Parts of the Exam . . .
Patient's Narrative: Getting the patient's narrative of all details before, during, and after the traumatic event.
Head to Toe Visual Exam: This does not involve any physical contact with the patient. Instead it is visually looking over their body, and paying attention to any areas impacted during the event. This can involve looking at scraps, bruising, using special lighting to show bodily fluid, etc.
Genital/Oral Exam: (If there was penetration to either of those body areas) Typically the most difficult part of the exam. Several swabs are collected.
Collection of Any Other Physical Evidence: Such as clothes that may have DNA evidence.
Do Not Have to Automatically Report . . . The decision to report the crime is up to the survivor. Getting an exam done does not mean they have to report what happened to them. It varies from state-to-state, but most states you can have the kit done and then later make a decision if you want to use it in pressing charges.
However, if the patient is under 18, then typically there are mandatory reporting laws.
How Long Can Evidence Be Collected . . . The sooner the better. The sooner done, the more evidence that can be collected. The more time that passes since the event the less evidence there will be to collect. For example, if you shower, then most likely you are washing away some of the evidence. Every location is different, but typically you have at around 72 to 96 hours to have an exam completed. However some places can collect it further out, and others their timeline is much shorter. However you can always call to find out the timeline in your local area.
This is just evidence for the kit. You may have evidence of other kinds that don't have an expiration date, but when it comes to evidence collected during a sexual assault forensic exam, there is a timeline within which it needs to be completed.
Although the first instinct of most survivors is to take a shower, try as hard as you can not to. If you have to use the bathroom, try to not wipe more area than you have to because of the evidence that may be in those locations (if those are areas that were violated during the trauma).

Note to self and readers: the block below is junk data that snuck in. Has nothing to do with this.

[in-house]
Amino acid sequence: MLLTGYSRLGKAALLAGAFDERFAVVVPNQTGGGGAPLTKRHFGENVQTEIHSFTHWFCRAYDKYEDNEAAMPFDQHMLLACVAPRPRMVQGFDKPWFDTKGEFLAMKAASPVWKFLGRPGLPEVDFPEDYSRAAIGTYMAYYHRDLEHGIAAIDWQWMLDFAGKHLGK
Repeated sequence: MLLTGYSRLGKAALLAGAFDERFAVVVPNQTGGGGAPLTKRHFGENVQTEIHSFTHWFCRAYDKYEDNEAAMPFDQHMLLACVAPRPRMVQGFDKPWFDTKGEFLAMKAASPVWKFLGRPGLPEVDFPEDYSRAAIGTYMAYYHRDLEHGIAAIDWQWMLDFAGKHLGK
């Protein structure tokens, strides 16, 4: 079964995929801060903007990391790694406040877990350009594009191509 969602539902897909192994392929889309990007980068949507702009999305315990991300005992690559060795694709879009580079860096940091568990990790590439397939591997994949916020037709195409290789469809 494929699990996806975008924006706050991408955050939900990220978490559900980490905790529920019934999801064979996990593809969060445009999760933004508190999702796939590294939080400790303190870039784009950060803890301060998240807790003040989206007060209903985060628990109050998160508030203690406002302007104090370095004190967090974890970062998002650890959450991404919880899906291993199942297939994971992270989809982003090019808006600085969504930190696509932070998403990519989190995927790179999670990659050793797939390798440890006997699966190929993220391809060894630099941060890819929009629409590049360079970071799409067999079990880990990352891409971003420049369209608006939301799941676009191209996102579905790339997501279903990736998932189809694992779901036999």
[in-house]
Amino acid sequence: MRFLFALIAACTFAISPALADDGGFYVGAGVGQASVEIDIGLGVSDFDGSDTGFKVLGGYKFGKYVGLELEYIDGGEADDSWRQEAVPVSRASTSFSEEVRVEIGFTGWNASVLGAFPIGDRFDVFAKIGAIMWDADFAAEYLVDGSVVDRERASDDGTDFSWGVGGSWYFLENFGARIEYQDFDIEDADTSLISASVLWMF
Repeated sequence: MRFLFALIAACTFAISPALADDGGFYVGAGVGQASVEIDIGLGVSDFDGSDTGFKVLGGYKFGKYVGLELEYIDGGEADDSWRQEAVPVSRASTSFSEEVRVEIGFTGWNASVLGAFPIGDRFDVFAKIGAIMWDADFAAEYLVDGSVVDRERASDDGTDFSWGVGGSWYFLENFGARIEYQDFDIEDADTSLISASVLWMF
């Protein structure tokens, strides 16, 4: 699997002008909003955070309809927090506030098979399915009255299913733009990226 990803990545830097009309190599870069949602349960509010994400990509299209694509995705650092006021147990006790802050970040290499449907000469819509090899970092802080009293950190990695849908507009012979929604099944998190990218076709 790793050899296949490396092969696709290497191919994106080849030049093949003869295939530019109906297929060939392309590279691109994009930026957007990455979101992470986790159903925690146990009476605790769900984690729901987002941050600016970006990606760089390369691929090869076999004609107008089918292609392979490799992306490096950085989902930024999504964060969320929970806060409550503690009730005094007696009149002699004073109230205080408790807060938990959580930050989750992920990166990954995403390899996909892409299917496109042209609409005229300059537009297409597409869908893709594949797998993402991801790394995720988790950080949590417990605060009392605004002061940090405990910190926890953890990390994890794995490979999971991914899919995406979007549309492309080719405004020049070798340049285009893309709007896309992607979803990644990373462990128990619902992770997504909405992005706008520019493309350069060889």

Sexual Trauma of Any Physical Kind . . . Although it is commonly called a "rape kit" it is a sexual assault forensic exam. Sexual trauma of any kind in which there was any physical impact to the survivor, then an exam may reveal evidence of the trauma. It is not just for sexual trauma that was rape.
There are so many ways that evidence is collected during these exams that even though you think there isn't anything that would come up, it if still worth having one completed in case you do decide to seek legal justice then, or at some point in the future.
This education is so important. Please share it with others because it may be too late for someone to learn about it after they have been assaulted. I would give anything to go back and time and have had this information.
Layers of Dignity is a non-profit that exists to provide the first step towards healing for sexual assault survivors. They provide tote bags to sexual assault survivors within emergency departments of hospitals and women’s advocacy centers. These totes contain brand-new clothes (since many turn their clothes in for evidence), self-care items, a next-step guide and a handwritten note from a fellow survivor.
Layers of Dignity is an amazing non-profit. Please consider supporting them here.